Interactive by Nature

Artifact Conference 2013

Last month I was fortunate enough to attended the inaugural Artifact Conference in Austin, Texas. Artifact is “a two-day, single-track conference for DESIGNERS adapting to the challenge of designing for a MULTI-DEVICE world”. That description was exactly what I was looking for while preparing myself to dive into the world of Responsive Web Design.

It all started with Jennifer Robbins having an idea for a pow-wow to discuss a new workflow for a multi-device web, since our old processes and workflows are no longer cutting it. She tweeted about it and Christopher Schmitt from Environment for Humans obliged within two minutes. Thank you both!

The Talks

Jennifer Robbins reminded us that the old ways of “over the wall” handoffs need to be replaced with Agile development cycles of design – develop – repeat. She shared with us some of her favorite tools for visual responsive layout like Adobe Egde Reflow, Froont and WebFlow. Her keynote also hinted at what a treat we were in for over the next two days.

Here are the key characteristics of her new workflow:

  • From waterfall to agile process.
  • From silo’d departements to integrated teams.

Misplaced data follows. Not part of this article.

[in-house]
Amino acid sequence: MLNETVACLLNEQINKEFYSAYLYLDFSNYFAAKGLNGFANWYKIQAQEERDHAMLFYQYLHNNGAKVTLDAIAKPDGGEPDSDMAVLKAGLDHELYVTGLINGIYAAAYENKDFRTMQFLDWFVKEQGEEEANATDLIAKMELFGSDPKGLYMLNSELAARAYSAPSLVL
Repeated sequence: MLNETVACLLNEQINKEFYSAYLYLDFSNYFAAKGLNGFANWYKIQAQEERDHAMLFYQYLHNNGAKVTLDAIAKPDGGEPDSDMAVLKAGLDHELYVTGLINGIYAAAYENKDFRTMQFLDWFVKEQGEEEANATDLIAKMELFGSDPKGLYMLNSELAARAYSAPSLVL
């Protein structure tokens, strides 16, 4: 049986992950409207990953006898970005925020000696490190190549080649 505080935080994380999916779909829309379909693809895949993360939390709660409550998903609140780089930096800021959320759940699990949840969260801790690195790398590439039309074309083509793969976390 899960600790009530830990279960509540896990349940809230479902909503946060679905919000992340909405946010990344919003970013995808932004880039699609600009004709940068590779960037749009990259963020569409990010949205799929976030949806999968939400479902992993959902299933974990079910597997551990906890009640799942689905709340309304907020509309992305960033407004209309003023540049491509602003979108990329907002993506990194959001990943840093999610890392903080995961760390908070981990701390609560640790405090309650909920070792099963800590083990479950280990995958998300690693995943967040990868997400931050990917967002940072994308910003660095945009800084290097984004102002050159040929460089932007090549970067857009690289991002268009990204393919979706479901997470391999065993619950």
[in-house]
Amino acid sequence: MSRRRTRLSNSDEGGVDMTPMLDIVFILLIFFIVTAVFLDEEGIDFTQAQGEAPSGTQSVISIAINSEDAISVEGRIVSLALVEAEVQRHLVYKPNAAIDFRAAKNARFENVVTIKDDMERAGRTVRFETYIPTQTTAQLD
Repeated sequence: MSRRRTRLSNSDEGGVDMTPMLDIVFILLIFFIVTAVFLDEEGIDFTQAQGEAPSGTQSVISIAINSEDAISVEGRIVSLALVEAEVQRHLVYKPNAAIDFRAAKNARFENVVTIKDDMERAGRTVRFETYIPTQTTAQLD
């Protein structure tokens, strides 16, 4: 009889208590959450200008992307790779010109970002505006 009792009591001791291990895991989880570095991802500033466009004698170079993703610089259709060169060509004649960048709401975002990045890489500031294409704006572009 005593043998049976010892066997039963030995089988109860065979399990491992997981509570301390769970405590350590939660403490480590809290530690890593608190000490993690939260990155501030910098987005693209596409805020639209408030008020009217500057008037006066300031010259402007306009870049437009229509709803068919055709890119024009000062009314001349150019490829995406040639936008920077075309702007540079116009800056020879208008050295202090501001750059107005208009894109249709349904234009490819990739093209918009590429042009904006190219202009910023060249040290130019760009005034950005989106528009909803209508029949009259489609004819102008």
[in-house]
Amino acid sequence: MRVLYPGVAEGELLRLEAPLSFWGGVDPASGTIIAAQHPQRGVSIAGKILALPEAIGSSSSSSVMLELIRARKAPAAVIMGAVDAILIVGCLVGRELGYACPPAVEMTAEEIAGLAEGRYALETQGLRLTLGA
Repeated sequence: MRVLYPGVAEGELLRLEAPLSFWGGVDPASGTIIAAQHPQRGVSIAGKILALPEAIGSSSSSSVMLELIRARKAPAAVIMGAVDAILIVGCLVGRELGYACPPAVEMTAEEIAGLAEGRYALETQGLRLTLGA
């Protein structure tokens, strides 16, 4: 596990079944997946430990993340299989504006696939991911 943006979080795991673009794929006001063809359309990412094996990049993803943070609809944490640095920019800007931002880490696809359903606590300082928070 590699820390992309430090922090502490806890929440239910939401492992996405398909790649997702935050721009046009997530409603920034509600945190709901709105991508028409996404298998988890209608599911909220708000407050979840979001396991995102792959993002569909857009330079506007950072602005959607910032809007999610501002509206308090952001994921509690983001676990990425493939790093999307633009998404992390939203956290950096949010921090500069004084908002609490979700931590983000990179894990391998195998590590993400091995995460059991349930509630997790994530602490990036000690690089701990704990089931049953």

• From pages to systems (content modules).
  • From static deliverables to working prototypes.
  • From “Big Reveal” to clients as collaborators.

I love the way she articulated “From” the old “To” the new process with her slides.

The next session was lead by a dream team of designers; Yesenia Perez-Cruz, Dan Mall and Ben Callahan and was all so visually entertaining. At one point during the session, Dan Mall showed a lengthy scrolling element collage that gave me and @mpgilbertusa vertigo. Yesenia talked about using style tiles to get through the struggles of a redesign. Dan started out with riddles, but explained that riddles in web design are bad because too much abstraction and lack of content/context leads to miscommunication. He also gave the advice “Solve your own problems by using the success and failures of others”. Ben shared the importance of HTML prototypes, because style prototypes can be shown on devices, show interaction, show accurate web type and colors, etc.

Boots On A Wire

One of my biggest takeaways from Andrew Pratt was the idea of a digital style guide and its importance during the development process. Why do we need a digital style guide?

  • They create consistent and uniform code.
  • They create efficiency by reusing UI elements and patterns.
  • They avoid re-doing work that other team members have already done.
  • They’re great for new UI team member to get to know the brand.

It’s important to build the style guide during the design/development process instead of it being a deliverable after the fact.

Dave Rupert tackled the ever frustrating topics of responsive images. With ~60% of websites page weight being images, this topics cannot be ignored. There are many approaches you can take depending on the needs of the project. We have Data URIs, SVG, Icons Fonts, @srcset & <picture> and server-side solutions. That’s enough to make your head explode! At the end; there’s lots of options. Use your brain.